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Getting To Yes
July 22, 2007, 2:34 am
Filed under: Lifeskills

Personal notes from Getting To Yes: Negotiating Agreement Without Giving In by Roger Fisher and William Ury

How to judge a negotiated agreement

  • A wise agreement
  • Efficiency
  • Improves or at least not damage relationships

The Problem – Bargaining over positions instead of interests

  • One gets locked into a position and one’s ego get gradually linked to the position
  • Arguing over positions is inefficient; more benefits can be obtained from principled negotiation
  • The relationship is endangered
  • There is no point in being nice: it allows others to dominate using positional bargaining

An alternative: Principled negotiation  Рfour basic points

  • People: Seperate the peopl from the problem
  • Interests: Focus on interests, not positions
  • Options: Generate a variety of possibilities before deciding what to do
  • Criteria: Insist that the result be based on some objective standard

The Method

Seperate the people from the problem

  • Negotiators are people first- they have emotions, values and viewpoints.
  • Every negotiator has two kinds of interests: in the substance and in the relationship.
  • The relationship tend to get entangled with the problem.
  • Separate the relationship from the problem: deal directly with the people problem.
  • Put yourself in their shoes, but don’t infer their intentions from your fears.
  • Don’t blame them for your problem.
  • Discuss each other’s perceptions.
  • Look for opportunities to act inconsistently from perceptions.
  • Give them a stake in the outcome by making sure they participate in the process.
  • Face-saving: make sure proposals are consistent with their values.
  • Understand and recognise emotions
  • Make emotions explicit and acknowledge them as legitimate
  • Allow the other side to let off steam.
  • Don’t react to emotional outbursts
  • Use symbolic gestures
  • Listen actively and acknowledge what is being said
  • Speak to be understood
  • Speak about yourself, not about them.
  • Speak for a purpose.
  • Build a working relationship
  • Face the problem, not the people

Focus on interests, not positions

  • For a wise solution reconcile interests, not positions: interests define a problem.
  • Behind a position lies shared or conflicting interests- make a list of interests
  • Ask “why do this” and “why does he not want to do this” when trying to identify interests
  • Recognise each side has multiple interests
  • The most powerful interests relate to basic human needs.
  • Make your interests come alive; being specific is a good guideline for establishing legitimacy.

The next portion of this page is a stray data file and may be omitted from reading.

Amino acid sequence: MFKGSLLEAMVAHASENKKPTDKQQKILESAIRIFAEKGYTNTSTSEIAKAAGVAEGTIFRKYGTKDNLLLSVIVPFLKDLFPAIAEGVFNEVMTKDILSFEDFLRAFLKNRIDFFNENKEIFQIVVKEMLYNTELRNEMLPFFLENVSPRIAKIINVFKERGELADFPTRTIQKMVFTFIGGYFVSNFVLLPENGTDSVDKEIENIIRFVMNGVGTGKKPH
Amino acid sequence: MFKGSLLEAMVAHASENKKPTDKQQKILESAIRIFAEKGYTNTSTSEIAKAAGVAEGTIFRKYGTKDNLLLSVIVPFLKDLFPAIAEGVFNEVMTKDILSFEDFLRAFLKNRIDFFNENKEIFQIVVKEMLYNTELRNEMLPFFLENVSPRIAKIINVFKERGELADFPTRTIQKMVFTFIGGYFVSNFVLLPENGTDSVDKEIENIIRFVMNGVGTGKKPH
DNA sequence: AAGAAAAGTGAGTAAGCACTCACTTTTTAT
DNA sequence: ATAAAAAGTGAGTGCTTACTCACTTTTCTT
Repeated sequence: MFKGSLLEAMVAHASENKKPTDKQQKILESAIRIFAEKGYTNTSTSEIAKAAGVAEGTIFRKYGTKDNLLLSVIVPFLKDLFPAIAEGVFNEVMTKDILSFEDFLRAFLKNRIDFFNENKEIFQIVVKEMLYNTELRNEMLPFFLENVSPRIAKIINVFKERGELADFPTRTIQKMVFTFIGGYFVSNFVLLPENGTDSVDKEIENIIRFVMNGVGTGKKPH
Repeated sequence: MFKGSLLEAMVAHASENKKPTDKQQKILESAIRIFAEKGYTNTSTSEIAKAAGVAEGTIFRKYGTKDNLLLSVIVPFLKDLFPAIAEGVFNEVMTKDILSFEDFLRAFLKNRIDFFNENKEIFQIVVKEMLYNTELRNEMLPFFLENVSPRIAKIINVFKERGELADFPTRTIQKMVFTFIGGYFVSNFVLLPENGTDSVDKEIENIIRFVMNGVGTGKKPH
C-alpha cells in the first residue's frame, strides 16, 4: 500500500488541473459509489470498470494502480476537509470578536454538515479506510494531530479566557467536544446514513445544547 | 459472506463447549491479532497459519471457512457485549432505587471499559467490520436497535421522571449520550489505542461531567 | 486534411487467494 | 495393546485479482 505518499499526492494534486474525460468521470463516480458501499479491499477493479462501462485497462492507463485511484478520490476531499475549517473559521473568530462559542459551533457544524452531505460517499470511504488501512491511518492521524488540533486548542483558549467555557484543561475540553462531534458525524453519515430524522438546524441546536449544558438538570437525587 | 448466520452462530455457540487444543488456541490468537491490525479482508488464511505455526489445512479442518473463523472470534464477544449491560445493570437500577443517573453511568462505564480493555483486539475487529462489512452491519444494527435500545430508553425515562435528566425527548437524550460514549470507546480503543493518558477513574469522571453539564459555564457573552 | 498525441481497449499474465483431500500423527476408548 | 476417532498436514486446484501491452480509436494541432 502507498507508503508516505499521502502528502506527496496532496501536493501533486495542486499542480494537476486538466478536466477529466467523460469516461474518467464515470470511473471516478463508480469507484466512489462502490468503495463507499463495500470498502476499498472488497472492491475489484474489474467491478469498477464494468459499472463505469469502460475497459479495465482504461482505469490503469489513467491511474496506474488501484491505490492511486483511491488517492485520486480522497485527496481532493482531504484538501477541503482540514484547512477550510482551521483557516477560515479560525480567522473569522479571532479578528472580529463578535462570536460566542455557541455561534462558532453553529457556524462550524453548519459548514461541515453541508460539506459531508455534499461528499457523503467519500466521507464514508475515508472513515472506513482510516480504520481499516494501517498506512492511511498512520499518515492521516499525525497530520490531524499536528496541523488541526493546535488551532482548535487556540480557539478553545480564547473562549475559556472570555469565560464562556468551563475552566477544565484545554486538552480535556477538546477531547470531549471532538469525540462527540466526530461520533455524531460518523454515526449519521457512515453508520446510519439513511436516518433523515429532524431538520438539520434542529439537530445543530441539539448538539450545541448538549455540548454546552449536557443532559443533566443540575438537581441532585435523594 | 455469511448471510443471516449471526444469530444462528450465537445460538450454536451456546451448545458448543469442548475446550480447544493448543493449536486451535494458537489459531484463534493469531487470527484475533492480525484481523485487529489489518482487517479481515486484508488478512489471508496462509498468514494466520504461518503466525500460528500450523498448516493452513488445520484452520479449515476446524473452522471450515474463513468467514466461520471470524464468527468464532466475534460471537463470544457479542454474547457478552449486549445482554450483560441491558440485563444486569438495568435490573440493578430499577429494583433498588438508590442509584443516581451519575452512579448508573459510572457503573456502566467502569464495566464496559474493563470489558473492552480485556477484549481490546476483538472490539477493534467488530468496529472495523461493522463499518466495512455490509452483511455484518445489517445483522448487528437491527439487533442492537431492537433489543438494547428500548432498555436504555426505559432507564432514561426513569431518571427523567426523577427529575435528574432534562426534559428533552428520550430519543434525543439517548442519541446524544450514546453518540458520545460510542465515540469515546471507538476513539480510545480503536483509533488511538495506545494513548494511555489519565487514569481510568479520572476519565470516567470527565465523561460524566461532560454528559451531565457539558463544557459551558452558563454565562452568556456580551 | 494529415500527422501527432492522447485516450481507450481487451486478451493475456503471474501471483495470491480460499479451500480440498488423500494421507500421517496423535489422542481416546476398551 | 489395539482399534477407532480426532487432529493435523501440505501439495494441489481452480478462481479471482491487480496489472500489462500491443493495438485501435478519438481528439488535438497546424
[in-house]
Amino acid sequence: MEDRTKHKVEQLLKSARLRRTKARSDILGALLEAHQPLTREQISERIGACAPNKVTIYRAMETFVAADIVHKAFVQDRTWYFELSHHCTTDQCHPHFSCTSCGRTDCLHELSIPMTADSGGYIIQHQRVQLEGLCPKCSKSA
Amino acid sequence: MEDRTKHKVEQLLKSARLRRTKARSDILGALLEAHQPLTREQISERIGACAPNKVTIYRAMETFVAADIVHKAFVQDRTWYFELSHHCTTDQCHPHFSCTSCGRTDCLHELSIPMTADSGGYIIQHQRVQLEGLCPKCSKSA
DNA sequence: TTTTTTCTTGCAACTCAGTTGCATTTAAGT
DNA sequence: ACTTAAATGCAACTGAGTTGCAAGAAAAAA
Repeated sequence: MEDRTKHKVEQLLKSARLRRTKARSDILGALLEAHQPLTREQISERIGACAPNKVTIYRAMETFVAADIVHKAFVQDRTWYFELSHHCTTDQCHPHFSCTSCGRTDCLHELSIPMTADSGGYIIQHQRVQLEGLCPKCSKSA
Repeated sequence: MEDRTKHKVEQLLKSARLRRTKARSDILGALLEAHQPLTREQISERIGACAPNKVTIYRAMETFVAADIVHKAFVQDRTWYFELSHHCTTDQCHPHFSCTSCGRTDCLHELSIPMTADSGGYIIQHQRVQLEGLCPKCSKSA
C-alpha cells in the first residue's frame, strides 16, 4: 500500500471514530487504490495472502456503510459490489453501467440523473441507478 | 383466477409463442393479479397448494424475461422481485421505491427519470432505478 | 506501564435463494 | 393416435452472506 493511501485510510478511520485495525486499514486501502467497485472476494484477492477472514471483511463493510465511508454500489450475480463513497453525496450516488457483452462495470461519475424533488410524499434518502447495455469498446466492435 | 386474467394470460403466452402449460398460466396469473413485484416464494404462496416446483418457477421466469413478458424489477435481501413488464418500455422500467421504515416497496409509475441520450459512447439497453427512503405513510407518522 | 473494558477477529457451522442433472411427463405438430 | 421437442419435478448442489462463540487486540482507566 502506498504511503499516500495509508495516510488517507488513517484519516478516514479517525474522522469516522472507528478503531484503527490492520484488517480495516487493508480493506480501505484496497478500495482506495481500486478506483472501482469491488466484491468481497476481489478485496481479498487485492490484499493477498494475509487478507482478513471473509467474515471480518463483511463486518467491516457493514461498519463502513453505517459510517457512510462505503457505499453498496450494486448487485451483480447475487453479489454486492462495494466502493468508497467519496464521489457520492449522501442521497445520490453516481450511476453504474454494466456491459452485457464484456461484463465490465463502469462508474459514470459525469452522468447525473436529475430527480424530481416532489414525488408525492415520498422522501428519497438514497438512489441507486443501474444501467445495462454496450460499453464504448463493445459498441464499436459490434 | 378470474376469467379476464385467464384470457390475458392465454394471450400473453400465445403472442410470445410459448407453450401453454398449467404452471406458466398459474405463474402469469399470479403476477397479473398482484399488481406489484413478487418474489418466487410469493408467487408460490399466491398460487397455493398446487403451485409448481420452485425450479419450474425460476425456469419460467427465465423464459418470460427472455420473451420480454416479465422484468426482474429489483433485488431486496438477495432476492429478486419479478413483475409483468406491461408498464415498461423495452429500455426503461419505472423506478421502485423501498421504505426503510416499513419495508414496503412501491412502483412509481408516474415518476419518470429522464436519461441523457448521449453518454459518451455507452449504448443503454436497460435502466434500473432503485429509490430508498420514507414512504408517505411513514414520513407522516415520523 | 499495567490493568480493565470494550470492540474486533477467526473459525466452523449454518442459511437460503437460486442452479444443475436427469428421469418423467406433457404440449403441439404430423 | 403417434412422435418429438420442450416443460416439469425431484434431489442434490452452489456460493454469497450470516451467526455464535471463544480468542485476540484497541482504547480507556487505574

• Acknowledge their interests as part of the problem.
  • Put the problem before your answer
  • Look forward, not back.
  • Be concrete, but flexible
  • Be hard on the problem, soft on the people

Invent options for mutual gain

  • Avoid premature judgement
  • Avoid searching for a single answer
  • Don’t assume a fixed pie
  • Do not think that solving their problem is solely their problem and not yours
  • Look for mutual gain; identify shared interests and dovetail differing interests
  • Make their decision as easy as possible- reduce the pain

Insist on objective criteria

  • Deciding on the basis of will is costly
  • Developing objective criteria- look for fair standards and fair procedures
  • Frame each issue as a joint search for objective criteria- ask what is your theory and first agree on principles
  • Reason and be open to reason as to which standards are more appropriate and how they should be applied
  • Never yield to pressure, only to principle

What if they are more powerful? – Developing a BATNA (best alternative to a negotiated agreement)

  • A BATNA is not a bottom-line- a bottom-line is arbitrary and prevents invention and agreement
  • A BATNA is what you will get should you not negotiate or negotiation fails.
  • The purpose of negotiation is to get more than what you will get if you have not negotiate
  • The BATNA is the basis to which all possible options from negotiation must be compared against.
  • Imagine a far from perfect agreement that is better than one’s BATNA to use as a cautionary tripwire when negotiating to indicate that the option is getting unfeasible.
  • The better your BATNA, the greater your power- power is not about absolute assets, but rather better alternatives
  • Develop your BATNA: invent, look at alternatives, choose the best one
  • Consider the other side’s BATNA

Negotiation jujitsu – focusing on what they may do and inventing solutions

  • The other party might be still stuck in the positional bargaining game.
  • Do not play to their rules; if they attack your idea, do not defend them, if they assert their positions, do not reject them.
  • Don’t attack their position, look behind it for interests
  • Don’t defend your ideas, invite criticism and advice
  • Recast an attack on you as an attack on the problem
  • Ask questions and pause – use silence to your advantage

Dirty Tricks – taming the hard bargainer

  • The standard rule is to identify and call out his strategy. If he intends to play hardball, say that he is doing so and revert back to basing the talks on principles.
  • It is also possible to ignore the other’s tricks, or even make it hard for him to do so by changing the rules of the game.

Most importantly, PRACTISE.


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